Wootbot represents the growing family of backdoors - hacker's remote access tools. These tools allow to contol victims' computers remotely by sending specific commands to them. Also these backdoors can steal data and spread to computers vulnerable to exploits. In addition Wootbot is capable of working as a proxy and can use strong encryption of its connections. This variant of Wootbot contains the new MYSQL exploit.
Allow F-Secure Anti-Virus to disinfect the relevant files.For more general information on disinfection, please see Removal Instructions.
For general instructions on disinfecting a local network infection, please see Eliminating A Local Network Outbreak.
Caution: Manual disinfection is a risky process; it is recommended only for advanced users.
Manual disinfection for Wootbot backdoor requires renaming of an infected file, usually located in Windows or Windows System folder and restarting a system. Please note that the backdoor's file may have read-only, system and hidden attributes, so Windows Explorer has to be configured to show such files.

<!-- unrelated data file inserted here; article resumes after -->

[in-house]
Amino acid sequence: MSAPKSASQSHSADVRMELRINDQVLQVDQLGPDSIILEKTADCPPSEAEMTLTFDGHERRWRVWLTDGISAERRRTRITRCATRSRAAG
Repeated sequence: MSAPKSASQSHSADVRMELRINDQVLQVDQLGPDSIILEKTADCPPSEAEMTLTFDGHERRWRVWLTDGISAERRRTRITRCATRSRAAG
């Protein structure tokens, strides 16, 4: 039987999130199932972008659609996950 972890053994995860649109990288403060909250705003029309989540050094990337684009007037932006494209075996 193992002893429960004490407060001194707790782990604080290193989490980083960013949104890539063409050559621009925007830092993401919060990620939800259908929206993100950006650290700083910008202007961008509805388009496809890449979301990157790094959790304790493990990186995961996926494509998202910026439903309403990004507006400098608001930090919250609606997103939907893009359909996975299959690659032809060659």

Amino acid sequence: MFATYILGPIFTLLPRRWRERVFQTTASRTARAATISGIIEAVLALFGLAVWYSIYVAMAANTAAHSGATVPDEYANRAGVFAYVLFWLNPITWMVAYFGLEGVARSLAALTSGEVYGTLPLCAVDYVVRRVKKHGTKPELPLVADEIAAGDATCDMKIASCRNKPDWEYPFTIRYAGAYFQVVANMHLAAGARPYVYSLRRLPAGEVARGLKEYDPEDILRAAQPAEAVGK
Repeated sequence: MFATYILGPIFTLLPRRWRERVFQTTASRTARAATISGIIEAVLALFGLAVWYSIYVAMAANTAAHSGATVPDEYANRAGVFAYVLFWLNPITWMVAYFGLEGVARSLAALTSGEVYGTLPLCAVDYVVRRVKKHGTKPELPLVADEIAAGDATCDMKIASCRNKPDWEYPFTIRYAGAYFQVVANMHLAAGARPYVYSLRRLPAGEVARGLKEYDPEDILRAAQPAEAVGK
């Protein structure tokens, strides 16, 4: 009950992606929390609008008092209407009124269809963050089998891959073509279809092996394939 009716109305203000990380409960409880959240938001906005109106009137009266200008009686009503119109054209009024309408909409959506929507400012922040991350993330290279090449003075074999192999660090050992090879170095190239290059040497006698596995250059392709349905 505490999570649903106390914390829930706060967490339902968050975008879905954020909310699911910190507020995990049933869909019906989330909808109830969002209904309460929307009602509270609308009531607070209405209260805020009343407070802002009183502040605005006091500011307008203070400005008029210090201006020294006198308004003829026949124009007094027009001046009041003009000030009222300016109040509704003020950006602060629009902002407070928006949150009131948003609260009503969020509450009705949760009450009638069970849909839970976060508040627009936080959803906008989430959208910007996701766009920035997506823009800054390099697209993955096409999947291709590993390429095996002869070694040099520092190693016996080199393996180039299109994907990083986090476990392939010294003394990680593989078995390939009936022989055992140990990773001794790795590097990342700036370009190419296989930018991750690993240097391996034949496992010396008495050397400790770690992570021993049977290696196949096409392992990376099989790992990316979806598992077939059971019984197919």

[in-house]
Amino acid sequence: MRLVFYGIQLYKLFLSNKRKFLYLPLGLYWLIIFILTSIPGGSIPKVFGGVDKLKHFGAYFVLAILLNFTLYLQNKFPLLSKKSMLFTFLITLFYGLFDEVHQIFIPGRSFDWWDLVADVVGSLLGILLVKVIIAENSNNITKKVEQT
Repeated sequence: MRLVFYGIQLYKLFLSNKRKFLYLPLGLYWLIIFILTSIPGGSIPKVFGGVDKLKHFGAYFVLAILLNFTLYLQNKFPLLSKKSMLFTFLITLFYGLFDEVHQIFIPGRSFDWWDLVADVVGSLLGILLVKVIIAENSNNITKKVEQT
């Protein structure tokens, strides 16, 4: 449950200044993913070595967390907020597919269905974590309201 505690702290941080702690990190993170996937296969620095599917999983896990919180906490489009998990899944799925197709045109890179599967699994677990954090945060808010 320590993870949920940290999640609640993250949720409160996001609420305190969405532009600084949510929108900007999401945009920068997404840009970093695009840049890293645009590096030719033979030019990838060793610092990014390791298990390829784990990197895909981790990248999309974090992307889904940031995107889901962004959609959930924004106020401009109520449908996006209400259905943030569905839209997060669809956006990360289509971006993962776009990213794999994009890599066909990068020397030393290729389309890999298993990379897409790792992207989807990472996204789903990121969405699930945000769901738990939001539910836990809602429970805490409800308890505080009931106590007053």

When the backdoor's file is run, it copies itself as POOLCLL.EXE file to Windows System folder. Then the backdoor installs a service named 'evmon' (display name: 'Event Monitor'). The backdoor's file is started with '-netcvs' parameter.
When active, the backdoor starts an FTP server on a random port.
The backdoor can be controlled remotely and do any of the below:
- start socks4/5 proxy - start http proxy - scan/exploit for vulnerabilities - ping flood - open command shell - download/execute files
The backdoor contains the following scanners/exploits:
- ipc (remote shares), port 139 - mssql (Microsoft SQL servers), port 1433 - mysql, port 3306 - DCOM1 (DCOM RPC), ports 135, 445, 1025 - LSASS (MS04-011), port 445 - ftp_scan (remote ftp sites), port 21
The backdoor can spread to local networks. It contains a lot of usernames/passwords that are used in a dictionary attack.
Additionally the backdoor steals CD keys from games and other software.